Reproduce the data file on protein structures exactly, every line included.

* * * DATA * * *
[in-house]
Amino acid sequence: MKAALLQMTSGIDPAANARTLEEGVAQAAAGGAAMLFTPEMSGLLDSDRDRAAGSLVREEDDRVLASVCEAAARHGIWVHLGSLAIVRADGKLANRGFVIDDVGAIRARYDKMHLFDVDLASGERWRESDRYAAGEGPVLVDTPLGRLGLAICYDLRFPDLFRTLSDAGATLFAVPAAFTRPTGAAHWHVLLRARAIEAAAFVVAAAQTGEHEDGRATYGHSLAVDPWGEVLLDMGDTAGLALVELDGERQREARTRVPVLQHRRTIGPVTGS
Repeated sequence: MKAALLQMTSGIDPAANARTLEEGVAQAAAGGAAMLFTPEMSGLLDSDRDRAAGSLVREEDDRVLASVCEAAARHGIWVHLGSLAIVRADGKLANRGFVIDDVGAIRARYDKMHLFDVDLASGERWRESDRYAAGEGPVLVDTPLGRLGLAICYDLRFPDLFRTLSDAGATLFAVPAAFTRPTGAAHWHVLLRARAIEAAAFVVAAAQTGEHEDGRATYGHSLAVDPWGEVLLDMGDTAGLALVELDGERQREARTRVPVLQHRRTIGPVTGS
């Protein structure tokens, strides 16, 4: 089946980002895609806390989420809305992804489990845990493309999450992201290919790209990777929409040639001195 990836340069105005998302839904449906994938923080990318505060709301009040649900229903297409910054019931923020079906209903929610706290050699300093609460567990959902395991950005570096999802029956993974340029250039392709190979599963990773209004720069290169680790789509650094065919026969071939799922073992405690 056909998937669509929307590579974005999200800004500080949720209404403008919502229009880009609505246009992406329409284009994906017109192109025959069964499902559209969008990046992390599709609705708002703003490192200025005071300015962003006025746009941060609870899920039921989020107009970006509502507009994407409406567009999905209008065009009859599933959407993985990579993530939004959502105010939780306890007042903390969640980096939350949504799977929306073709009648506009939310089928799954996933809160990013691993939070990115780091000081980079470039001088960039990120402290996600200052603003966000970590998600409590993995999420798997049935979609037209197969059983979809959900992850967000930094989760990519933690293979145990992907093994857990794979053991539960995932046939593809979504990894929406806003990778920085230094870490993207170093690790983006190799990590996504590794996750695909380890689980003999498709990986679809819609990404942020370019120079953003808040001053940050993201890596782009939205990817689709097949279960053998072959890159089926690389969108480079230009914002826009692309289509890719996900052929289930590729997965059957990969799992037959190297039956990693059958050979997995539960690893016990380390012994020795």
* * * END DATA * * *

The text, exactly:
[in-house]
Amino acid sequence: MKAALLQMTSGIDPAANARTLEEGVAQAAAGGAAMLFTPEMSGLLDSDRDRAAGSLVREEDDRVLASVCEAAARHGIWVHLGSLAIVRADGKLANRGFVIDDVGAIRARYDKMHLFDVDLASGERWRESDRYAAGEGPVLVDTPLGRLGLAICYDLRFPDLFRTLSDAGATLFAVPAAFTRPTGAAHWHVLLRARAIEAAAFVVAAAQTGEHEDGRATYGHSLAVDPWGEVLLDMGDTAGLALVELDGERQREARTRVPVLQHRRTIGPVTGS
Repeated sequence: MKAALLQMTSGIDPAANARTLEEGVAQAAAGGAAMLFTPEMSGLLDSDRDRAAGSLVREEDDRVLASVCEAAARHGIWVHLGSLAIVRADGKLANRGFVIDDVGAIRARYDKMHLFDVDLASGERWRESDRYAAGEGPVLVDTPLGRLGLAICYDLRFPDLFRTLSDAGATLFAVPAAFTRPTGAAHWHVLLRARAIEAAAFVVAAAQTGEHEDGRATYGHSLAVDPWGEVLLDMGDTAGLALVELDGERQREARTRVPVLQHRRTIGPVTGS
């Protein structure tokens, strides 16, 4: 089946980002895609806390989420809305992804489990845990493309999450992201290919790209990777929409040639001195 990836340069105005998302839904449906994938923080990318505060709301009040649900229903297409910054019931923020079906209903929610706290050699300093609460567990959902395991950005570096999802029956993974340029250039392709190979599963990773209004720069290169680790789509650094065919026969071939799922073992405690 056909998937669509929307590579974005999200800004500080949720209404403008919502229009880009609505246009992406329409284009994906017109192109025959069964499902559209969008990046992390599709609705708002703003490192200025005071300015962003006025746009941060609870899920039921989020107009970006509502507009994407409406567009999905209008065009009859599933959407993985990579993530939004959502105010939780306890007042903390969640980096939350949504799977929306073709009648506009939310089928799954996933809160990013691993939070990115780091000081980079470039001088960039990120402290996600200052603003966000970590998600409590993995999420798997049935979609037209197969059983979809959900992850967000930094989760990519933690293979145990992907093994857990794979053991539960995932046939593809979504990894929406806003990778920085230094870490993207170093690790983006190799990590996504590794996750695909380890689980003999498709990986679809819609990404942020370019120079953003808040001053940050993201890596782009939205990817689709097949279960053998072959890159089926690389969108480079230009914002826009692309289509890719996900052929289930590729997965059957990969799992037959190297039956990693059958050979997995539960690893016990380390012994020795």